A Mom’s Made-Up Holiness at Christmas

For years this very vague version of Christmas has been floating around my mind. In this version, there is no chaos, no hurriedness, no cleaning, no messes, no loud noises, no shopping, no cooking, and especially no illnesses. It’s the “how it should-be”, or at least the “how I imagine it would be if I were much holier” version of Christmas. Unfortunately that doesn’t leave me with much, since those things fill up a pretty hefty part of life for the mother of many.

I think moms with littles can fall prey to wanting Christmas to be exactly what it isn’t and never was: simple and easy.

We think that surely Christmas is about quiet reflection and pondering silently with our coffee in one hand and Bible in the other. That real holiness lies in uninterrupted thoughts and long stretches of time gazing at the Jesse tree. That if we were further along in our sanctification we’d chuck this madness called Christmas and relinquish our duties to shop, prepare food, decorate and celebrate. Surely these extravagant feasts and gifts are a little over the top. We may even feel guilty for participating, as if by making snowman cookies with the kids we cheapen this holy time. We worry about too many presents and decide to do less next year.

Strip Christmas down to its essence, we think. Get rid of all this clutter. Christmas should be easier, we’re sure. But it hasn’t been that way from the beginning. From Mary hopping on a donkey and birthing in a stable, to terrified shepherds and shouting angels, to Herod’s horrible decree, to wise men  bringing their gifts and their worship under a giant star. Christmas is a spectacle.

Yet we want Christ to come to us and bring external peace to our circumstances at Christmas. We want him to make young needy children, less needy; to make time-consuming food preparations quick and hassle-free; to make relational tensions with family disappear; to make getting ready for guests, seamless; to make the trek to relatives’ houses unhurried and simple; to make all this work on our to-do list, not work.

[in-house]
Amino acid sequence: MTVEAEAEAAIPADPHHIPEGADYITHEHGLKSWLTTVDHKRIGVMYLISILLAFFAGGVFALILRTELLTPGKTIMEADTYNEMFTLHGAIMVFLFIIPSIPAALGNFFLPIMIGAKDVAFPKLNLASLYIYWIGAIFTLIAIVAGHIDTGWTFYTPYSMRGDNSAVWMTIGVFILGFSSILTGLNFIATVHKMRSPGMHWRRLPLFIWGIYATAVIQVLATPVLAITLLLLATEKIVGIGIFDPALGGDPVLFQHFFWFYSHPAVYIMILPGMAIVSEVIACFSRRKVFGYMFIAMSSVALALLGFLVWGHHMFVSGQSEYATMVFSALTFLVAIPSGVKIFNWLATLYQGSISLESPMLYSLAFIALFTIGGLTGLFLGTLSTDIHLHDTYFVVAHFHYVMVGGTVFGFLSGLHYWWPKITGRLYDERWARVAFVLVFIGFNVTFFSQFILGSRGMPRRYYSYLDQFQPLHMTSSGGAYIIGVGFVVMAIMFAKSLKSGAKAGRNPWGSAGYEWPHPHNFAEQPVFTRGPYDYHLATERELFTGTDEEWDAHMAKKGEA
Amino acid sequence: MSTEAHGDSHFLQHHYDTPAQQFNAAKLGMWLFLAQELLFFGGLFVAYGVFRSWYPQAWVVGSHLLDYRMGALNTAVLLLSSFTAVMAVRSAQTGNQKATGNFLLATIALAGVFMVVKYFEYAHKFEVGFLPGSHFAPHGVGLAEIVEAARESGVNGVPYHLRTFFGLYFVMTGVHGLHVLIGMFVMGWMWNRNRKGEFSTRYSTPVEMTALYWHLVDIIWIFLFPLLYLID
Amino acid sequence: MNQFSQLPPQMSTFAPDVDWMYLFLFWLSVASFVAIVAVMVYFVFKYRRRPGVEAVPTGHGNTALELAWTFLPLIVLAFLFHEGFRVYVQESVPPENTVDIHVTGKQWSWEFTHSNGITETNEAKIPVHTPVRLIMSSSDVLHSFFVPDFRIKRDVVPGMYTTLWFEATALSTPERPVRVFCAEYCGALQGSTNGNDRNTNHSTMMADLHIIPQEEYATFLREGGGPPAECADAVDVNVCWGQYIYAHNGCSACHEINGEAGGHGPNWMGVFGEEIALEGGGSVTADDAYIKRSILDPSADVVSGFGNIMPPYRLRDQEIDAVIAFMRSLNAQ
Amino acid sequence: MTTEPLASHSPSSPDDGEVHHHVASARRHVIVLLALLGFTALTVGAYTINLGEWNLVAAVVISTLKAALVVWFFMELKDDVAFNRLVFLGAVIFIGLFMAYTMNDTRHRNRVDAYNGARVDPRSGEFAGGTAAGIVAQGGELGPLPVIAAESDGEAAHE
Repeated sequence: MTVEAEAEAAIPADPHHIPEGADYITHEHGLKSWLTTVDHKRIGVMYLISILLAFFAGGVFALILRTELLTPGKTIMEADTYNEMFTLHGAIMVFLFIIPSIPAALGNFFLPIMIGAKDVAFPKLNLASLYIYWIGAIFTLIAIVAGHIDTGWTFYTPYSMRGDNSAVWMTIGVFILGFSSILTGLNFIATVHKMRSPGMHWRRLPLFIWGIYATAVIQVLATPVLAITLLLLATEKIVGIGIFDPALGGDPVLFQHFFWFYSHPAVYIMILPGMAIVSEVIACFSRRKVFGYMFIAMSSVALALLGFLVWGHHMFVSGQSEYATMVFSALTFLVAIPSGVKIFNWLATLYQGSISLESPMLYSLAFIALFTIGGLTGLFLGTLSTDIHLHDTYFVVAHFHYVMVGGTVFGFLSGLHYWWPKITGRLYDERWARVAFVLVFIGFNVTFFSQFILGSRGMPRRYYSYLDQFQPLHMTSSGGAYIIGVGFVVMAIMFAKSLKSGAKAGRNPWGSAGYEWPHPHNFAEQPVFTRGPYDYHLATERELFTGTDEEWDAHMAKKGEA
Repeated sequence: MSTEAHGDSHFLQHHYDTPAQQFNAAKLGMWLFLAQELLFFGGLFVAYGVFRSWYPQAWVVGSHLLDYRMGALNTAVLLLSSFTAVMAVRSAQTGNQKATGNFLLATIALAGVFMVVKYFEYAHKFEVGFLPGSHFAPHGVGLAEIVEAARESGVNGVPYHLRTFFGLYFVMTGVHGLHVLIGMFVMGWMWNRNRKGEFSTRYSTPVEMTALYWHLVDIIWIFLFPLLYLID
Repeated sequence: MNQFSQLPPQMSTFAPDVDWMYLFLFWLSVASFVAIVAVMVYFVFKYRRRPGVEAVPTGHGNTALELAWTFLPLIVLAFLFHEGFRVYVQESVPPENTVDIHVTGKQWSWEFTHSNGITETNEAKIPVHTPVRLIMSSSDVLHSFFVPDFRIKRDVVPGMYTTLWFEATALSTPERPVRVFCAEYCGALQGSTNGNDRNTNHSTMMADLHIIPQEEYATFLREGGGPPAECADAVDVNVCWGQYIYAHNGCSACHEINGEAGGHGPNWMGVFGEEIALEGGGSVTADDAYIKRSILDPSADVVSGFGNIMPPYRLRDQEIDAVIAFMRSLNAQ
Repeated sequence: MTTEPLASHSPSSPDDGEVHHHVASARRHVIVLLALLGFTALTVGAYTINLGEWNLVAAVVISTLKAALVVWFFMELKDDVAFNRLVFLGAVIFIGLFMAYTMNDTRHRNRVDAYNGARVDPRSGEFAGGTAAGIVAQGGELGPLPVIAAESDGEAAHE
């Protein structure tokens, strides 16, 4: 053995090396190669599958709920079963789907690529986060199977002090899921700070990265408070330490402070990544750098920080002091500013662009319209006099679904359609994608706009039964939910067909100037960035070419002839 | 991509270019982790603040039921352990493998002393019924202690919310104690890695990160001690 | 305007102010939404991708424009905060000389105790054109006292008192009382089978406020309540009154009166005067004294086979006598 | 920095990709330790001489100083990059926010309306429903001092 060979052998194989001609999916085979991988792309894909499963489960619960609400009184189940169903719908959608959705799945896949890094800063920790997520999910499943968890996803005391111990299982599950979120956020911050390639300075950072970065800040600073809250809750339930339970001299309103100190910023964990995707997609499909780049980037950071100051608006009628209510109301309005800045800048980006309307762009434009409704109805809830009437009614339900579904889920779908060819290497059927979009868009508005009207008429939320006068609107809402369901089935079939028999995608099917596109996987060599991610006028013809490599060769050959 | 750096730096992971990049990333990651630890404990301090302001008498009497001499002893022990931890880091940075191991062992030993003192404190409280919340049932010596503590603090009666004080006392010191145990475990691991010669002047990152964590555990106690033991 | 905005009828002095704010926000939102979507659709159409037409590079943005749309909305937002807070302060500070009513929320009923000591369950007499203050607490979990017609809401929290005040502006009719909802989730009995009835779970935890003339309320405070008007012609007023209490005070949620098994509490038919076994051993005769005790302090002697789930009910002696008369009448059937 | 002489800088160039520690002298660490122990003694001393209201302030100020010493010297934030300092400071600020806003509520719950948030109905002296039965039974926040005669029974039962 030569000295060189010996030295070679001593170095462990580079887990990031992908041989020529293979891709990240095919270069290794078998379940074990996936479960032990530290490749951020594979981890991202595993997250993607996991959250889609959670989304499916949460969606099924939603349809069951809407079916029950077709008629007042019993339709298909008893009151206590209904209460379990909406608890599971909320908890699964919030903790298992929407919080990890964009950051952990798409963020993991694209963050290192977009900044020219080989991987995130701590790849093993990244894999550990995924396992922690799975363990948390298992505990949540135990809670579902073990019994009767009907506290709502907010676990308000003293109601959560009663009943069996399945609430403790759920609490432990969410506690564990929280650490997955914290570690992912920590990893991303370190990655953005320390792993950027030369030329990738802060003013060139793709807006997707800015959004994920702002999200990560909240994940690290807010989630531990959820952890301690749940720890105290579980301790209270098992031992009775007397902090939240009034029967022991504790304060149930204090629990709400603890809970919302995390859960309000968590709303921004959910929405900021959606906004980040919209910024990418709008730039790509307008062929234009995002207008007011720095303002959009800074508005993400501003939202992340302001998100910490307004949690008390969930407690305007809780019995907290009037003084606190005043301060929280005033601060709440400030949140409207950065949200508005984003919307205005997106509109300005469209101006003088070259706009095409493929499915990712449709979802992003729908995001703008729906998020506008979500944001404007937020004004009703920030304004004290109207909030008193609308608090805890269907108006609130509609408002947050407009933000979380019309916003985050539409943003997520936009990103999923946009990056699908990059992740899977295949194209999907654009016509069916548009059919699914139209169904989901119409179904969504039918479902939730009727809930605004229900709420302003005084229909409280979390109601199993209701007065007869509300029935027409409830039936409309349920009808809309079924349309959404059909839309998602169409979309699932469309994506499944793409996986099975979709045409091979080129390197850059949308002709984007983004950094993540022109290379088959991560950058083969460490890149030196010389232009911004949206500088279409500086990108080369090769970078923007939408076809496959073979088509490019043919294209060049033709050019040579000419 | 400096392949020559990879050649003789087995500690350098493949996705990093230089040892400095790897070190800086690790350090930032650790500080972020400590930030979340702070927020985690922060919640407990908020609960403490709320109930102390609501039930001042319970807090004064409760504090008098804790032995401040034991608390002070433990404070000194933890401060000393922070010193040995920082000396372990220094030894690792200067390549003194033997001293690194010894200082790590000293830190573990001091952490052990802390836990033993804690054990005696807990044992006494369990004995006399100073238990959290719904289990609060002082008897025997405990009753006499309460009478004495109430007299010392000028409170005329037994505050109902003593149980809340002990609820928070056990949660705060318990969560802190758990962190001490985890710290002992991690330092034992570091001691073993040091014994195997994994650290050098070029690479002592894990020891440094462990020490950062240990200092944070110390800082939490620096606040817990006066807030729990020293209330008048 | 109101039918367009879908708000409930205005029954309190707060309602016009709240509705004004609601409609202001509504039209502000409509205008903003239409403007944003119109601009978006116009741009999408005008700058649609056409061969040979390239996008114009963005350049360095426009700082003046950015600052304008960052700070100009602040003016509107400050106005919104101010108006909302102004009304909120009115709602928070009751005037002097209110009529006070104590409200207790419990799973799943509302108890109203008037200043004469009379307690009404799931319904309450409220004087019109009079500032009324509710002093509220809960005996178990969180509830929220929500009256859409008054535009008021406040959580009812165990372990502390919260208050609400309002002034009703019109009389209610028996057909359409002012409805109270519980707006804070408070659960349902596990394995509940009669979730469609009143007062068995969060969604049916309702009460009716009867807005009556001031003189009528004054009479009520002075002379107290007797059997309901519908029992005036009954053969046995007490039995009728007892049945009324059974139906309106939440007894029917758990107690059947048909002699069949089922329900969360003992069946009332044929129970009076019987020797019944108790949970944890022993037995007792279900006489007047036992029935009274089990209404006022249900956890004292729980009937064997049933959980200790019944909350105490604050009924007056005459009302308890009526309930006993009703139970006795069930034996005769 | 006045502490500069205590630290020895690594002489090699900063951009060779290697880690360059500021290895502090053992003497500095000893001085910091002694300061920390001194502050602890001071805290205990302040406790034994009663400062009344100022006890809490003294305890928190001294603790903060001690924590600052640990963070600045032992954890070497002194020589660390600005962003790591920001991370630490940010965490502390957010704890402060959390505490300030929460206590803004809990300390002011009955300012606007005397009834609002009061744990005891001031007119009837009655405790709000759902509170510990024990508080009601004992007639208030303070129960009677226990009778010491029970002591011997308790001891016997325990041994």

But Christ came to rule in our hearts, not change our circumstances. He came to give us the kind of heart that looks at the to-do list and sees a hundred ways to bless her family and extend that blessing to hundreds more. Through his perfect life, death and resurrection, Christ came to undo our small-minded resentments at our work and replace them with willing hands and thankful hearts. Christ came to change our ideas of simplistic solo holiness and instead he put us in families.

What has God entrusted to you this Christmas? Is it the privilege of hosting family, friends, neighbors or co-workers? Then welcome people in Jesus’ name and show them how extravagant God’s love is. Is it traveling to someone else’s home? Then go willingly in Jesus’ name and be a blessing. Is it making Christmas memories for your immediate family? Then do good to them by celebrating Jesus in ways that minister to every age represented. Is it caring for sick people and missing out on everything you’d hoped for? Then do for the least of these as you would for Christ.

This Christmas Jesus wants from us the same thing He always wants: death to our selfish desires and made-up notions of holiness and absolute joy and loyalty to Him. He’s bought our faithfulness so that we can make the food, set the table and wrap the gifts in the strength He supplies. The Prince of Peace has come and He can make our love multiply a hundredfold in Jesus’ name, even, maybe especially, during the chaos of Christmastime.